AU - Groen-Blokhuis, M.M.

AU - Franic, S.

AU - Hudziak, J.J.

AU - Lamb, D.J.

AU - Huppertz, C.

AU - de Zeeuw, L.E.J.

AU - Nivard, M.G.

AU - Schutte, N.M.

AU - Swagerman, S.C.

AU - Glasner, T.J.

AU - van Fulpen, M.J.

AU - Brouwer, C.D.

AU - Stroet, T.M.

AU - Nowotny, D.

AU - Ehli, E.A.

AU - Davies, G.E.

AU - Scheet, P.

AU - Orlebeke, J.F.

AU - Kan, K.J.

AU - Smit, D.J.A.

AU - Dolan, C.V.

AU - Middeldorp, C.M.

AU - de Geus, E.J.C.

AU - Bartels, M.

AU - Boomsma, D.I.

PY - 2013

Y1 - 2013

N2 - The Netherlands Twin Register (NTR) began in 1987 with data collection in twins and their families, including families with newborn twins and triplets. Twenty-five years later, the NTR has collected at least one survey for 70,784 children, born after 1985. For the majority of twins, longitudinal data collection has been done by age-specific surveys. Shortly after giving birth, mothers receive a first survey with items on pregnancy and birth. At age 2, a survey on growth and achievement of milestones is sent. At ages 3, 7, 9/10, and 12 parents and teachers receive a series of surveys that are targeted at the development of emotional and behavior problems. From age 14 years onward, adolescent twins and their siblings report on their behavior problems, health, and lifestyle. When the twins are 18 years and older, parents are also invited to take part in survey studies. In sub-groups of different ages, in-depth phenotyping was done for IQ, electroencephalography , MRI, growth, hormones, neuropsychological assessments, and cardiovascular measures. DNA and biological samples have also been collected and large numbers of twin pairs and parents have been genotyped for zygosity by either micro-satellites or sets of short nucleotide polymorphisms and repeat polymorphisms in candidate genes. Subject recruitment and data collection is still ongoing and the longitudinal database is growing. Data collection by record linkage in the Netherlands is beginning and we expect these combined longitudinal data to provide increased insights into the genetic etiology of development of mental and physical health in children and adolescents. Copyright © The Authors 2012.

AB - The Netherlands Twin Register (NTR) began in 1987 with data collection in twins and their families, including families with newborn twins and triplets. Twenty-five years later, the NTR has collected at least one survey for 70,784 children, born after 1985. For the majority of twins, longitudinal data collection has been done by age-specific surveys. Shortly after giving birth, mothers receive a first survey with items on pregnancy and birth. At age 2, a survey on growth and achievement of milestones is sent. At ages 3, 7, 9/10, and 12 parents and teachers receive a series of surveys that are targeted at the development of emotional and behavior problems. From age 14 years onward, adolescent twins and their siblings report on their behavior problems, health, and lifestyle. When the twins are 18 years and older, parents are also invited to take part in survey studies. In sub-groups of different ages, in-depth phenotyping was done for IQ, electroencephalography , MRI, growth, hormones, neuropsychological assessments, and cardiovascular measures. DNA and biological samples have also been collected and large numbers of twin pairs and parents have been genotyped for zygosity by either micro-satellites or sets of short nucleotide polymorphisms and repeat polymorphisms in candidate genes. Subject recruitment and data collection is still ongoing and the longitudinal database is growing. Data collection by record linkage in the Netherlands is beginning and we expect these combined longitudinal data to provide increased insights into the genetic etiology of development of mental and physical health in children and adolescents. Copyright © The Authors 2012.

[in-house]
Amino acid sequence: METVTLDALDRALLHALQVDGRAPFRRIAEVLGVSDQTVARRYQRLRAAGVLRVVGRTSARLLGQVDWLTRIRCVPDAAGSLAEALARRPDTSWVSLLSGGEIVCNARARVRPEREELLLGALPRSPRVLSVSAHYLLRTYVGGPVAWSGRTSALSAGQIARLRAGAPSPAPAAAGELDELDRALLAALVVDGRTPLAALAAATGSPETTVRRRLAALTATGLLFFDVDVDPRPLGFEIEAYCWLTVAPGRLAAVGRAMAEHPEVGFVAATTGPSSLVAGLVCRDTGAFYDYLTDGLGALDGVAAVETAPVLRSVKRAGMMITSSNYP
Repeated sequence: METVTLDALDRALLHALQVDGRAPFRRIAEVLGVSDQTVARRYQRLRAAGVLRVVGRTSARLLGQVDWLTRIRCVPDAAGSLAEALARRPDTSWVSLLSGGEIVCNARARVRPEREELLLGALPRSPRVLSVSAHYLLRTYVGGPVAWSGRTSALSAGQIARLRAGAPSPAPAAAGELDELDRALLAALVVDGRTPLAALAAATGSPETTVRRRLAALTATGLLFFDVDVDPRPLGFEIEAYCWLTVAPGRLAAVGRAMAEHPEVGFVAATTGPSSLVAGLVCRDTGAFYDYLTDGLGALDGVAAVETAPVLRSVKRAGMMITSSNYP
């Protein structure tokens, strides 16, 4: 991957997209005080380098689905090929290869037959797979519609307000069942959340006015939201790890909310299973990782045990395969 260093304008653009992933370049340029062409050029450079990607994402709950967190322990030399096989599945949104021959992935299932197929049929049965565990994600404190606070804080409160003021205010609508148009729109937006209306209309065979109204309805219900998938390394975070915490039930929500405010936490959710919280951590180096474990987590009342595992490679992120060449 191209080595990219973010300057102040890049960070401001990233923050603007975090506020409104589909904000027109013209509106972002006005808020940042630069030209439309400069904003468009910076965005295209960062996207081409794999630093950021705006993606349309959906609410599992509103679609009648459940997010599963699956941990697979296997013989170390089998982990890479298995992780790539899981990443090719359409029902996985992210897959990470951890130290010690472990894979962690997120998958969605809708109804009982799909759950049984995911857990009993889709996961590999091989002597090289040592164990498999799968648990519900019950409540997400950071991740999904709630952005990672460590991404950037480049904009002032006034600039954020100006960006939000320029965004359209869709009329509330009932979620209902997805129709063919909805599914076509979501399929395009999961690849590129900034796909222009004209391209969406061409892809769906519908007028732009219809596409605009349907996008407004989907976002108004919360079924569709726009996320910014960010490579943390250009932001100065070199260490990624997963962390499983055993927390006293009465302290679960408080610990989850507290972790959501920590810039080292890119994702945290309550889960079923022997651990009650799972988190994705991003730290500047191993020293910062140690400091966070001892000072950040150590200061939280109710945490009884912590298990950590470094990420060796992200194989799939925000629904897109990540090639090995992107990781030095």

U2 - 10.1017/thg.2012.118

DO - 10.1017/thg.2012.118

M3 - Article

VL - 16

SP - 252

EP - 267

JO - Twin Research and Human Genetics

JF - Twin Research and Human Genetics

SN - 1832-4274

IS - 1

ER -